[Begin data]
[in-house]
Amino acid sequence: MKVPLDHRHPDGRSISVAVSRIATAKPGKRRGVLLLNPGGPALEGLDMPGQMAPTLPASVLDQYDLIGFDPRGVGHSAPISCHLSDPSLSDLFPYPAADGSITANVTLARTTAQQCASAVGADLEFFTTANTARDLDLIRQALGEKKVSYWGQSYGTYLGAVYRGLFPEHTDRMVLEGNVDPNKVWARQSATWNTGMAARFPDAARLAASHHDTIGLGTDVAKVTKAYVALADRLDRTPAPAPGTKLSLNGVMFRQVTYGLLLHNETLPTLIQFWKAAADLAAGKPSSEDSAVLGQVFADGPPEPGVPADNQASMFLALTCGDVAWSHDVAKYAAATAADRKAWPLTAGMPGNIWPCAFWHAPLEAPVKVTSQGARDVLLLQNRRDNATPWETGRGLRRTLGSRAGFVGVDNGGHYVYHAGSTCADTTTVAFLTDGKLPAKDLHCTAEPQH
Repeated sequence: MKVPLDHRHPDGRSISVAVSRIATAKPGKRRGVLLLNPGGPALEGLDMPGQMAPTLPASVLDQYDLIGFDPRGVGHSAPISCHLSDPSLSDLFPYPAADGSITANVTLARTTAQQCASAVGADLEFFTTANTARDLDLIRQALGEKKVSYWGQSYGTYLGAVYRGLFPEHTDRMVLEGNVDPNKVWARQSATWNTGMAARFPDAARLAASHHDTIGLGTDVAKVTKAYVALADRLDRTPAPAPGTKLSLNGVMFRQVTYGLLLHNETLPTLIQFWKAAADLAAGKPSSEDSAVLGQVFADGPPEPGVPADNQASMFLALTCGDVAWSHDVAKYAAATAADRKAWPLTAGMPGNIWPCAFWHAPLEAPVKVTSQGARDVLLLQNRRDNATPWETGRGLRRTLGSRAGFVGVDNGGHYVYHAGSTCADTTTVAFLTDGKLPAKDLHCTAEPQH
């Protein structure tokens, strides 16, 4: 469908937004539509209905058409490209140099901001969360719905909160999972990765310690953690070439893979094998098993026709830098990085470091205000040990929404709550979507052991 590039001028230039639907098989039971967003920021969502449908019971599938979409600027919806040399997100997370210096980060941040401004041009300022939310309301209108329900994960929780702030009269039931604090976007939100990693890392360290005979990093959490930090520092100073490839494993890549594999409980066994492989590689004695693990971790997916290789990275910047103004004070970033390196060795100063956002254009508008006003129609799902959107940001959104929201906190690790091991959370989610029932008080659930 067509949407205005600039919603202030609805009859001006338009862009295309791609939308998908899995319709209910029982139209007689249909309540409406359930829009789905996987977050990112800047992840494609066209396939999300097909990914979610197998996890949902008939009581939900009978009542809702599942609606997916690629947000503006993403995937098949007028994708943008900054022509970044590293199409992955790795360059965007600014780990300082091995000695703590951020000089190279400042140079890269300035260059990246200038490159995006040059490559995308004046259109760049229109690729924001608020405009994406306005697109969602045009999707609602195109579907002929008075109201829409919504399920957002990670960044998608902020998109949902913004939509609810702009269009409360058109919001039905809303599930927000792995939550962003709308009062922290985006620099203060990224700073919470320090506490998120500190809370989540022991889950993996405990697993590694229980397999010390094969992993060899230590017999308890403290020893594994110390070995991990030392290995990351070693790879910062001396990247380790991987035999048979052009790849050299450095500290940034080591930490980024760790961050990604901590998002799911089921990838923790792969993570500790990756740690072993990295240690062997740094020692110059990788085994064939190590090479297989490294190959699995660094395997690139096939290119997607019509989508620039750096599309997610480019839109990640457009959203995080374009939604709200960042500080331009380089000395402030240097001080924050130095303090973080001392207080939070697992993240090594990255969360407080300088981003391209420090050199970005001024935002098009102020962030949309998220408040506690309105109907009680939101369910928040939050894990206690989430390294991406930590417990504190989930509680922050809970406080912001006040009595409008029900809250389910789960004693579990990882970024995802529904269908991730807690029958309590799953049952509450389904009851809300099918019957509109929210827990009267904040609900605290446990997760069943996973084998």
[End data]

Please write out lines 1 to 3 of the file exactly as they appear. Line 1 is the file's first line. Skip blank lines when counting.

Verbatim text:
[in-house]
Amino acid sequence: MKVPLDHRHPDGRSISVAVSRIATAKPGKRRGVLLLNPGGPALEGLDMPGQMAPTLPASVLDQYDLIGFDPRGVGHSAPISCHLSDPSLSDLFPYPAADGSITANVTLARTTAQQCASAVGADLEFFTTANTARDLDLIRQALGEKKVSYWGQSYGTYLGAVYRGLFPEHTDRMVLEGNVDPNKVWARQSATWNTGMAARFPDAARLAASHHDTIGLGTDVAKVTKAYVALADRLDRTPAPAPGTKLSLNGVMFRQVTYGLLLHNETLPTLIQFWKAAADLAAGKPSSEDSAVLGQVFADGPPEPGVPADNQASMFLALTCGDVAWSHDVAKYAAATAADRKAWPLTAGMPGNIWPCAFWHAPLEAPVKVTSQGARDVLLLQNRRDNATPWETGRGLRRTLGSRAGFVGVDNGGHYVYHAGSTCADTTTVAFLTDGKLPAKDLHCTAEPQH
Repeated sequence: MKVPLDHRHPDGRSISVAVSRIATAKPGKRRGVLLLNPGGPALEGLDMPGQMAPTLPASVLDQYDLIGFDPRGVGHSAPISCHLSDPSLSDLFPYPAADGSITANVTLARTTAQQCASAVGADLEFFTTANTARDLDLIRQALGEKKVSYWGQSYGTYLGAVYRGLFPEHTDRMVLEGNVDPNKVWARQSATWNTGMAARFPDAARLAASHHDTIGLGTDVAKVTKAYVALADRLDRTPAPAPGTKLSLNGVMFRQVTYGLLLHNETLPTLIQFWKAAADLAAGKPSSEDSAVLGQVFADGPPEPGVPADNQASMFLALTCGDVAWSHDVAKYAAATAADRKAWPLTAGMPGNIWPCAFWHAPLEAPVKVTSQGARDVLLLQNRRDNATPWETGRGLRRTLGSRAGFVGVDNGGHYVYHAGSTCADTTTVAFLTDGKLPAKDLHCTAEPQH